But not only has this gone too far. We have forgotten that on the other hand you have all the many achievements of social democracy, including progressive taxation of income and wealth, including co-determination in companies, including social-security systems. This big success of the 20th century can be taken further in the future. New thinking about a new form of economic system—more equitable, more sustainable—is the discussion we now need to have.
In the book, you conclude with your version of an alternative, which you describe as ‘participatory socialism’. It involves a progressive tax on all wealth—the proceeds of which, you say, should go to a capital endowment for every 25-year-old, as well as the extension of existing co-determination arrangements in Germany and elsewhere to change the balance of corporate power. You’re saying this would be a way to transcend capitalism without repeating the Soviet nightmare, so can you finally elaborate on that?
The system of participatory socialism I describe at the end of Capital and Ideology some people would prefer to call social democracy for the 21st century. I have no problem with this but I prefer to talk about participatory socialism. In effect, this is the continuation of what has been done in the 20th century and what was successful. This includes equal access to education, to health, to a system of basic income, which to some extent is already in place but needs to be made more automatic; educational justice needs to be more real and less theoretical, as it is too often the case.
Regarding the system of property, which has always been the core discussion about socialism and capitalism, the proposal I am making relies on two main pillars: one is co-determination, through change in the legal system and the system of governance of companies, and the other part is progressive taxation and the permanent circulation of property.
Regarding co-determination, let me remind you that in a number of European countries—including Germany and Sweden, starting around the 1950s—we’ve had a system where 50 per cent of seats on the governing boards of large companies will go to elected representatives of employees, of workers, even if they don’t have a share in the capital of the company, and the other 50 per cent of voting rights will go to shareholders.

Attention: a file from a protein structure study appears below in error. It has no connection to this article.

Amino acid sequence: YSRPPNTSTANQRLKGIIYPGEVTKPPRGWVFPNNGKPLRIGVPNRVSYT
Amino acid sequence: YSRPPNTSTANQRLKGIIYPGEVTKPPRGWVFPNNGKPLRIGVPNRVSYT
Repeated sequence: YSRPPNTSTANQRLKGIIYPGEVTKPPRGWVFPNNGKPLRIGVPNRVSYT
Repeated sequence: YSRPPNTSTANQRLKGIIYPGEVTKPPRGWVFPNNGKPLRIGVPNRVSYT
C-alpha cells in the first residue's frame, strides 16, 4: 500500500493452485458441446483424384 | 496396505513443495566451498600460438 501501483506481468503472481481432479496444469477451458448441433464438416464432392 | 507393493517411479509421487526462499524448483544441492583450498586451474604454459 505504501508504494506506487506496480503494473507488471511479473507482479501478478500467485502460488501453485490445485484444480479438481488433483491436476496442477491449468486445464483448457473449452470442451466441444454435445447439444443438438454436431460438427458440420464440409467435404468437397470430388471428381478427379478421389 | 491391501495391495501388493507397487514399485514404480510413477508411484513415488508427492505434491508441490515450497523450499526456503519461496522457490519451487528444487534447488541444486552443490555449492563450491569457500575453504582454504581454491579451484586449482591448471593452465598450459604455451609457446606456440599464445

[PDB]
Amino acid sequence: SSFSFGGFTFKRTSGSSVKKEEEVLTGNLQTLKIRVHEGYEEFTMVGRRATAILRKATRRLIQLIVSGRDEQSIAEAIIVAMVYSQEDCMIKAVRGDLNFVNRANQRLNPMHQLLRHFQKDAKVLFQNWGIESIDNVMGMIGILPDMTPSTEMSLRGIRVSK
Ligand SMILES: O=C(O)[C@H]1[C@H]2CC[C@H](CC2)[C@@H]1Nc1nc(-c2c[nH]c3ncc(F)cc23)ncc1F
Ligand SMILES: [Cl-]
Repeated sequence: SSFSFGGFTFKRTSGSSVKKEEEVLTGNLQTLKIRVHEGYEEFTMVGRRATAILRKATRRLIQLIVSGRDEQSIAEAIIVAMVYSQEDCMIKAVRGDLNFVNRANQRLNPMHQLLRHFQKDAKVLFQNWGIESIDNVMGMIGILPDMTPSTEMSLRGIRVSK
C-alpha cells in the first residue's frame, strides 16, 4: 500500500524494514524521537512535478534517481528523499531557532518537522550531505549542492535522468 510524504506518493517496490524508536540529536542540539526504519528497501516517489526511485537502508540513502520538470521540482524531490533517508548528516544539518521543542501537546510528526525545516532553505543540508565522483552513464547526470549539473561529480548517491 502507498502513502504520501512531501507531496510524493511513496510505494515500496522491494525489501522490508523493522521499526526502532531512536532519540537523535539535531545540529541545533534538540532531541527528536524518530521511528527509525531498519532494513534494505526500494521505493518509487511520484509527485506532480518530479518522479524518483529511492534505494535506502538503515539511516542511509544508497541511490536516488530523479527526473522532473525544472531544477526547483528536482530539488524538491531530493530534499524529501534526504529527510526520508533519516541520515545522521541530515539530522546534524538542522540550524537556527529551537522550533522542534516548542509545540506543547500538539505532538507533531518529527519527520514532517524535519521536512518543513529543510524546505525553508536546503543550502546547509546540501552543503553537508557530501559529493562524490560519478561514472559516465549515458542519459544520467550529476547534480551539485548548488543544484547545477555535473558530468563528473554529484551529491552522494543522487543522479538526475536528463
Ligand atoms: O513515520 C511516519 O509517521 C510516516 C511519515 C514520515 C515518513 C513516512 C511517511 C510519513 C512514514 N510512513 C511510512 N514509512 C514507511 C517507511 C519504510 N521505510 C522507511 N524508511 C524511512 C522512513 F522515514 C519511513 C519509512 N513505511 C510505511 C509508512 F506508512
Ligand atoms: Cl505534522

Which means that if, in addition, the workers and employees of the company have a capital share of, say, 10 or 20 per cent, or if some local or regional government, as sometimes happens in Germany, has a share of 10 or 20 per cent in the capital stock of the company, then in effect this will shift the majority, even if you have a private shareholder who has 70, 80 or 90 per cent of the capital. So this is quite a big change, as compared to the usual rule of one share, one vote, which is supposed to be the basic definition of shareholder capitalism. In France, Britain or the United States, or in other countries where this system was not extended, shareholders don’t like this idea at all.
But, in the end, it was pretty successful in Germany and Sweden. I don’t want to idealise the system but it has to some extent made it possible to involve workers in the long-run strategy of companies, in a way that is not perfect in Germany or Sweden but is a bit better at least than in France, Britain and the US.
We can go further in this direction, so the first pillar of participatory socialism I propose is to say ‘Okay, let’s extend this co-determination system to all countries’—all countries in Europe to begin with but all countries in the world, ideally. Let’s also extend it to small companies and not only the large companies where it applies in Germany. In Sweden it applies to a bit smaller companies but the very small companies are excluded. Let’s apply it to all companies, no matter the size, and let’s go further by assuming, for instance, that with the 50 per cent of the vote going to shareholders, a single shareholder cannot have more than 10 per cent of the vote in large companies—say of over 100 workers.
The general idea is that we need to share power. We need more participation by everybody. We live in very educated societies, where lots of people—lots of wage-earners, engineers, managers, technicians—have something to contribute to decision-making in the company.